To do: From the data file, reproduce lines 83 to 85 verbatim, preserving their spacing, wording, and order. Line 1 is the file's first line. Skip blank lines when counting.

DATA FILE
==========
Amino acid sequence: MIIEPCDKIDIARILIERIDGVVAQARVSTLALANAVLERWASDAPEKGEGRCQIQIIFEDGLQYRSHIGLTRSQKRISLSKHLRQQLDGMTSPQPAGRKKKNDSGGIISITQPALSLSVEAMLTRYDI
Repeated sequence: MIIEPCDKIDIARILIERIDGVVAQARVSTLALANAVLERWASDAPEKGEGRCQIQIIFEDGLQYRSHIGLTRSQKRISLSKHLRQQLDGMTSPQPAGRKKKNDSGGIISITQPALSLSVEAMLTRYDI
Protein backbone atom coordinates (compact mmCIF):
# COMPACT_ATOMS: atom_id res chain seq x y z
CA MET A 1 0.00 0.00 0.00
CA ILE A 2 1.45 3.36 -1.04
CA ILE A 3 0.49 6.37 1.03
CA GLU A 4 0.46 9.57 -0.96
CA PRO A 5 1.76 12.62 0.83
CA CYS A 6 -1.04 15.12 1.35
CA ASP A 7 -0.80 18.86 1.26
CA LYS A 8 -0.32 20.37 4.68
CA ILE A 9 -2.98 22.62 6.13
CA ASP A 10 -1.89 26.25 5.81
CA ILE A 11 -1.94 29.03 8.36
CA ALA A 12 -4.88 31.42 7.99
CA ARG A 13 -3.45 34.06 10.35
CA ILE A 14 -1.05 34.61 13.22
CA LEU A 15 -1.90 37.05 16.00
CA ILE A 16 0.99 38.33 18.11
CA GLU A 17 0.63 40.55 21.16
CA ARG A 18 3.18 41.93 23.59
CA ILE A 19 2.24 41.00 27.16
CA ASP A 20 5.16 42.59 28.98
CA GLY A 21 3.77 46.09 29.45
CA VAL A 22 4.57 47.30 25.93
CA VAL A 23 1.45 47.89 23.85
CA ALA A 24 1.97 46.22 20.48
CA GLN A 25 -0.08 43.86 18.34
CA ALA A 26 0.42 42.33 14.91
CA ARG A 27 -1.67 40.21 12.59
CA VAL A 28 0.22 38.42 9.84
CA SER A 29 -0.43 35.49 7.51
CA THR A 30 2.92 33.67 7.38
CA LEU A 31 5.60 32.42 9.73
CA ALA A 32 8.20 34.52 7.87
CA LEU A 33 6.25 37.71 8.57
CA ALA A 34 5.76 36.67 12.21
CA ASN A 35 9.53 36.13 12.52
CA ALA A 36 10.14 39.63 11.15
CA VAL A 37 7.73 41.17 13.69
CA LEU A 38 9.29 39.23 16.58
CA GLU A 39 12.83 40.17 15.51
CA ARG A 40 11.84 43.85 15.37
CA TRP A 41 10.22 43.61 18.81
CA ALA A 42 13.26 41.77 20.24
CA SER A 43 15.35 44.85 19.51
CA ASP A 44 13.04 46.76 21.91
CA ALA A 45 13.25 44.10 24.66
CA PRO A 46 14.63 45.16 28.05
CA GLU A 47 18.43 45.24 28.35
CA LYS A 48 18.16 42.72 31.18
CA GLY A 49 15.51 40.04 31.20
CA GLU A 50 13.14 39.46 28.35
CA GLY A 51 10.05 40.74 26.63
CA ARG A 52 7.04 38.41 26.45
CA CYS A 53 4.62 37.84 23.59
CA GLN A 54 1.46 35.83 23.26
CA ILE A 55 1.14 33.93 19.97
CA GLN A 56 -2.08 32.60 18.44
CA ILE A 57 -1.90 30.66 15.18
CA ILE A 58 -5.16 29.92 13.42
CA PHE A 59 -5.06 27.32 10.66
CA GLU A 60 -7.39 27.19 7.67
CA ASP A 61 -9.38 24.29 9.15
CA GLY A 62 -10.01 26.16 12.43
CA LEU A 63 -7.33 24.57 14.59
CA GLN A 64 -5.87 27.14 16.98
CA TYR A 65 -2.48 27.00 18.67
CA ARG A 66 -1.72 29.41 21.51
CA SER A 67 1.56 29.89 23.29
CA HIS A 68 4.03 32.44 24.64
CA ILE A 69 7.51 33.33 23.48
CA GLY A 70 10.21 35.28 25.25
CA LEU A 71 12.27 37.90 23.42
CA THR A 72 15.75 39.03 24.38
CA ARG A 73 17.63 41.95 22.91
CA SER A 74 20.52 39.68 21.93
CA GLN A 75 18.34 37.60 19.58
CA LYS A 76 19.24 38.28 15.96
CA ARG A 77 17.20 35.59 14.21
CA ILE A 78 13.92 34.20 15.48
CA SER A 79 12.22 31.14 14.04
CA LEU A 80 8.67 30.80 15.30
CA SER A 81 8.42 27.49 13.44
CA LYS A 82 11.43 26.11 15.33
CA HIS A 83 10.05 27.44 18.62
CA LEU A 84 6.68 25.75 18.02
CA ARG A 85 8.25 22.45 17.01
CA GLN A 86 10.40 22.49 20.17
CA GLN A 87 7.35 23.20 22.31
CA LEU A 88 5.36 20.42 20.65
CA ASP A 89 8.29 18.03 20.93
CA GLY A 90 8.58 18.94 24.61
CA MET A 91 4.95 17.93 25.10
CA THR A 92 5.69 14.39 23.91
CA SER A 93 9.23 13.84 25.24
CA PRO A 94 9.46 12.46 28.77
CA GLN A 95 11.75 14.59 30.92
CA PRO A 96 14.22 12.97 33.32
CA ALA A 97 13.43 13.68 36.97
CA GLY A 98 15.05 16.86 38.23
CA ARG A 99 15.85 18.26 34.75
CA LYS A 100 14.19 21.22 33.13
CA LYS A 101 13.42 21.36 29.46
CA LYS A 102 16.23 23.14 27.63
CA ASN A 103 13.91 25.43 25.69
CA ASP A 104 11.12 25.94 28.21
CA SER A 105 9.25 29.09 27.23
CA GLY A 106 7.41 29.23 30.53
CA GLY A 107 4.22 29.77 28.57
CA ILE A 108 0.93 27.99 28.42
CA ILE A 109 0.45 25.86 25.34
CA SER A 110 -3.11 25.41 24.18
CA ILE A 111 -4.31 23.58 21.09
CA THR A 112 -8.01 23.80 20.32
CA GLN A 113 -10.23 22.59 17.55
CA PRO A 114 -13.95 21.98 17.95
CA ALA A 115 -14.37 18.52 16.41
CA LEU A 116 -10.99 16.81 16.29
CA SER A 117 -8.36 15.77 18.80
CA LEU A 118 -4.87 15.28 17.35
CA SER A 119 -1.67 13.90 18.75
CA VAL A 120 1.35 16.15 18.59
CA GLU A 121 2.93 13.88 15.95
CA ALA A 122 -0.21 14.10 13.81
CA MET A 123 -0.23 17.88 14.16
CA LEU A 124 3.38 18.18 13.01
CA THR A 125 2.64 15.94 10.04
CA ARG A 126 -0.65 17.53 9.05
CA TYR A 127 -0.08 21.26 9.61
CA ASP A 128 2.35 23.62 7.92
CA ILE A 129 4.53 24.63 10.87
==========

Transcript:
CA SER A 79 12.22 31.14 14.04
CA LEU A 80 8.67 30.80 15.30
CA SER A 81 8.42 27.49 13.44